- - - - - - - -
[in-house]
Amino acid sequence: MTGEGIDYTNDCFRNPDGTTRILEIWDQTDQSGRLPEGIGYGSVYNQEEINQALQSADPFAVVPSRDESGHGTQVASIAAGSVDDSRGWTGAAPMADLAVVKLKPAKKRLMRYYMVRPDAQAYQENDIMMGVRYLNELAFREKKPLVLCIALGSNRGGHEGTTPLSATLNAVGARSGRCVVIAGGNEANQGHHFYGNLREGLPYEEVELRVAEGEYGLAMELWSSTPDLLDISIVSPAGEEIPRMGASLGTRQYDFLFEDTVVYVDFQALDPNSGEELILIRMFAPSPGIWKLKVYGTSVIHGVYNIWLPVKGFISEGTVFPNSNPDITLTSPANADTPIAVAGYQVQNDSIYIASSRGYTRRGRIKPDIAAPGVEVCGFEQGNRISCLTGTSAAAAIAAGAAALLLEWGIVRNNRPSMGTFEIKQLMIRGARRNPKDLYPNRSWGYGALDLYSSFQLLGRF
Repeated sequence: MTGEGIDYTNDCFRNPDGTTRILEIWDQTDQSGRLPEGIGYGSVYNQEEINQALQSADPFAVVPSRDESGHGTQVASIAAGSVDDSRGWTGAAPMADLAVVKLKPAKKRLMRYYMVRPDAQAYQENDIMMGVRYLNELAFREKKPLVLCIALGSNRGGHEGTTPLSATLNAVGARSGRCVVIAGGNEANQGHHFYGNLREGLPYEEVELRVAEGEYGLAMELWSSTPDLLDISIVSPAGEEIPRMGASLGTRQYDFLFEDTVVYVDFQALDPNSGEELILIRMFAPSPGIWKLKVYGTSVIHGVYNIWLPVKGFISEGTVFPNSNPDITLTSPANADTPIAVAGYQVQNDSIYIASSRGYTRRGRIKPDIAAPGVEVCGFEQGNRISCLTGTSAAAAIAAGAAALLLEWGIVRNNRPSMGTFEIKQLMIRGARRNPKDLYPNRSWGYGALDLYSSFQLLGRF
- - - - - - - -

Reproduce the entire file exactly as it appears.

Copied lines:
[in-house]
Amino acid sequence: MTGEGIDYTNDCFRNPDGTTRILEIWDQTDQSGRLPEGIGYGSVYNQEEINQALQSADPFAVVPSRDESGHGTQVASIAAGSVDDSRGWTGAAPMADLAVVKLKPAKKRLMRYYMVRPDAQAYQENDIMMGVRYLNELAFREKKPLVLCIALGSNRGGHEGTTPLSATLNAVGARSGRCVVIAGGNEANQGHHFYGNLREGLPYEEVELRVAEGEYGLAMELWSSTPDLLDISIVSPAGEEIPRMGASLGTRQYDFLFEDTVVYVDFQALDPNSGEELILIRMFAPSPGIWKLKVYGTSVIHGVYNIWLPVKGFISEGTVFPNSNPDITLTSPANADTPIAVAGYQVQNDSIYIASSRGYTRRGRIKPDIAAPGVEVCGFEQGNRISCLTGTSAAAAIAAGAAALLLEWGIVRNNRPSMGTFEIKQLMIRGARRNPKDLYPNRSWGYGALDLYSSFQLLGRF
Repeated sequence: MTGEGIDYTNDCFRNPDGTTRILEIWDQTDQSGRLPEGIGYGSVYNQEEINQALQSADPFAVVPSRDESGHGTQVASIAAGSVDDSRGWTGAAPMADLAVVKLKPAKKRLMRYYMVRPDAQAYQENDIMMGVRYLNELAFREKKPLVLCIALGSNRGGHEGTTPLSATLNAVGARSGRCVVIAGGNEANQGHHFYGNLREGLPYEEVELRVAEGEYGLAMELWSSTPDLLDISIVSPAGEEIPRMGASLGTRQYDFLFEDTVVYVDFQALDPNSGEELILIRMFAPSPGIWKLKVYGTSVIHGVYNIWLPVKGFISEGTVFPNSNPDITLTSPANADTPIAVAGYQVQNDSIYIASSRGYTRRGRIKPDIAAPGVEVCGFEQGNRISCLTGTSAAAAIAAGAAALLLEWGIVRNNRPSMGTFEIKQLMIRGARRNPKDLYPNRSWGYGALDLYSSFQLLGRF